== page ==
From free coffee and beer to a chance of meeting new people, shared office spaces are redefining the landscape for the proverbial desk job.
Co-working spaces are not an uncommon idea, but startup company WeWork helped propel their status and turn them into a booming sector. By initially attracting freelancers and workers from startup companies, those on the established corporate world have begun to take notice.
Bloomberg News reported on how large-scale companies such as General Electric, KPMG, Merck, and The Guardian have jumped aboard the shared-office bandwagon.
The youthful vibe and fresh ideas from young professionals drew the attention of these companies, which have existed for an average of 155 years, so they can pick up on new concepts for business development.
As the demand for shared offices seemingly become higher, it is natural that companies plan to expand their footprints. For instance, WeWork secured $1 billion of capital from investors to fund its worldwide expansion.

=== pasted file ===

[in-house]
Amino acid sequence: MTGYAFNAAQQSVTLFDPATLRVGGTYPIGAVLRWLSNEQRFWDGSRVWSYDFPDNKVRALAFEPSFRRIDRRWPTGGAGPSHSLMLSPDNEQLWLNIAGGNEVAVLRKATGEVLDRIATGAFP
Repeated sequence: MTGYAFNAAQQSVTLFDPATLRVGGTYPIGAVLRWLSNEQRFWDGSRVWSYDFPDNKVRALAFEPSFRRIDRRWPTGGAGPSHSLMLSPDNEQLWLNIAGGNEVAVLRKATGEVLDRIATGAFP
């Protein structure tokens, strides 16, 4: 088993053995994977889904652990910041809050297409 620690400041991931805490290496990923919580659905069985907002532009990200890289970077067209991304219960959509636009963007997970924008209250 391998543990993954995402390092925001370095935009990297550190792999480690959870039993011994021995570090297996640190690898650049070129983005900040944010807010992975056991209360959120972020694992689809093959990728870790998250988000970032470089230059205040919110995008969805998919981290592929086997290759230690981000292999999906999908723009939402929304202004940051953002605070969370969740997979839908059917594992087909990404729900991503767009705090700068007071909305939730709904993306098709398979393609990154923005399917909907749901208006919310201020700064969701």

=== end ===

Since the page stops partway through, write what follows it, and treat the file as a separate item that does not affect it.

Meanwhile, the company also expects to record the same amount in 2017, representing its revenue run-rate for that year, according to Reuters, citing WeWork CEO Adam Neumann. The company’s annual sales could hit $12 billion if it will be able to serve 1 million people in the U.S., which is doable, Neumann added.
It is not just the social benefits that lured these companies to try co-working spaces. As the cost of rents go upward, most companies are now seeking to use the shared-office setup to save on resources. Julie Whelan, CBRE head of occupier research, believes that it could become an accepted norm among offices in the future.
And that could happen any time soon. CBRE said each worker’s office space provided by a typical U.S. company requires over $12,000 per year. In light of this, co-working companies can only be more than glad to welcome people who are looking to split costs — and possibly make a new friend.